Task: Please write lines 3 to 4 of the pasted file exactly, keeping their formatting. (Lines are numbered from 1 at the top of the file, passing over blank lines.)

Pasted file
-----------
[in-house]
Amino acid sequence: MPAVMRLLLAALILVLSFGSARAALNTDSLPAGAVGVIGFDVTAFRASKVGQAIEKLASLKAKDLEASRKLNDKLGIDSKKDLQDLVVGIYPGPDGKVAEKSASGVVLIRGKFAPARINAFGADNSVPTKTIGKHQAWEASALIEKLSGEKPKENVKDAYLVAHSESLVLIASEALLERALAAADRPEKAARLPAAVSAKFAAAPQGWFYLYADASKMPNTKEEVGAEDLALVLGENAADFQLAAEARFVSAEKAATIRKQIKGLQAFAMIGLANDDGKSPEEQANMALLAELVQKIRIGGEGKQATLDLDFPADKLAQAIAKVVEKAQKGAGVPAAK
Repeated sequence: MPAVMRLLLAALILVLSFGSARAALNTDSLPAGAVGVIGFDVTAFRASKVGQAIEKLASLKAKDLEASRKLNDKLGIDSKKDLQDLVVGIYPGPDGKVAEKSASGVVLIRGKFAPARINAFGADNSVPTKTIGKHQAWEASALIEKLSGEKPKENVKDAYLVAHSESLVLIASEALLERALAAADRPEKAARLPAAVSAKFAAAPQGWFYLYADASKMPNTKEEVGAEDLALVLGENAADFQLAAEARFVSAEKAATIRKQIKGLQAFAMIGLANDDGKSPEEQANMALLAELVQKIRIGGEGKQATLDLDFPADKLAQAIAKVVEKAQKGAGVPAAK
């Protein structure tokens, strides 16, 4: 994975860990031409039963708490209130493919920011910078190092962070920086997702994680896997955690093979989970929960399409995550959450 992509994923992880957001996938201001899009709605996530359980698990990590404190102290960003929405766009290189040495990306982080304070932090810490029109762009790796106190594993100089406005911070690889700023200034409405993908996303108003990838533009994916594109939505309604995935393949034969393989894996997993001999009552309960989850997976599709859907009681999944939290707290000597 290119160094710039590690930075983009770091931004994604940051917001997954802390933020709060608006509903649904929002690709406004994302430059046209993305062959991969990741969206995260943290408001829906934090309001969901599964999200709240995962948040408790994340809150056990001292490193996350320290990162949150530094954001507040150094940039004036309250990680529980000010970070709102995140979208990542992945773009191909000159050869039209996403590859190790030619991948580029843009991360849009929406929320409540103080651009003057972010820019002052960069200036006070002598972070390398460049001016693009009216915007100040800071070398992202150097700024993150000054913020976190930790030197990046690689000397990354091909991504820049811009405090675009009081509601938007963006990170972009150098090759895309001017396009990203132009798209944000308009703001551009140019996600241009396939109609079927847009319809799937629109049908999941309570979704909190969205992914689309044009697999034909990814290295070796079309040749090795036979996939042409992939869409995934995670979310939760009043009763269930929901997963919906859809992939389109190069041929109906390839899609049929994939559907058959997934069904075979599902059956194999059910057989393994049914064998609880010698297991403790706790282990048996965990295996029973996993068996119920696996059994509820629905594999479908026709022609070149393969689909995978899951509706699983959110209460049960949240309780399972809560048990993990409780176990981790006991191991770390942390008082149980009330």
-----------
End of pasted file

Repeated sequence: MPAVMRLLLAALILVLSFGSARAALNTDSLPAGAVGVIGFDVTAFRASKVGQAIEKLASLKAKDLEASRKLNDKLGIDSKKDLQDLVVGIYPGPDGKVAEKSASGVVLIRGKFAPARINAFGADNSVPTKTIGKHQAWEASALIEKLSGEKPKENVKDAYLVAHSESLVLIASEALLERALAAADRPEKAARLPAAVSAKFAAAPQGWFYLYADASKMPNTKEEVGAEDLALVLGENAADFQLAAEARFVSAEKAATIRKQIKGLQAFAMIGLANDDGKSPEEQANMALLAELVQKIRIGGEGKQATLDLDFPADKLAQAIAKVVEKAQKGAGVPAAK
């Protein structure tokens, strides 16, 4: 994975860990031409039963708490209130493919920011910078190092962070920086997702994680896997955690093979989970929960399409995550959450 992509994923992880957001996938201001899009709605996530359980698990990590404190102290960003929405766009290189040495990306982080304070932090810490029109762009790796106190594993100089406005911070690889700023200034409405993908996303108003990838533009994916594109939505309604995935393949034969393989894996997993001999009552309960989850997976599709859907009681999944939290707290000597 290119160094710039590690930075983009770091931004994604940051917001997954802390933020709060608006509903649904929002690709406004994302430059046209993305062959991969990741969206995260943290408001829906934090309001969901599964999200709240995962948040408790994340809150056990001292490193996350320290990162949150530094954001507040150094940039004036309250990680529980000010970070709102995140979208990542992945773009191909000159050869039209996403590859190790030619991948580029843009991360849009929406929320409540103080651009003057972010820019002052960069200036006070002598972070390398460049001016693009009216915007100040800071070398992202150097700024993150000054913020976190930790030197990046690689000397990354091909991504820049811009405090675009009081509601938007963006990170972009150098090759895309001017396009990203132009798209944000308009703001551009140019996600241009396939109609079927847009319809799937629109049908999941309570979704909190969205992914689309044009697999034909990814290295070796079309040749090795036979996939042409992939869409995934995670979310939760009043009763269930929901997963919906859809992939389109190069041929109906390839899609049929994939559907058959997934069904075979599902059956194999059910057989393994049914064998609880010698297991403790706790282990048996965990295996029973996993068996119920696996059994509820629905594999479908026709022609070149393969689909995978899951509706699983959110209460049960949240309780399972809560048990993990409780176990981790006991191991770390942390008082149980009330």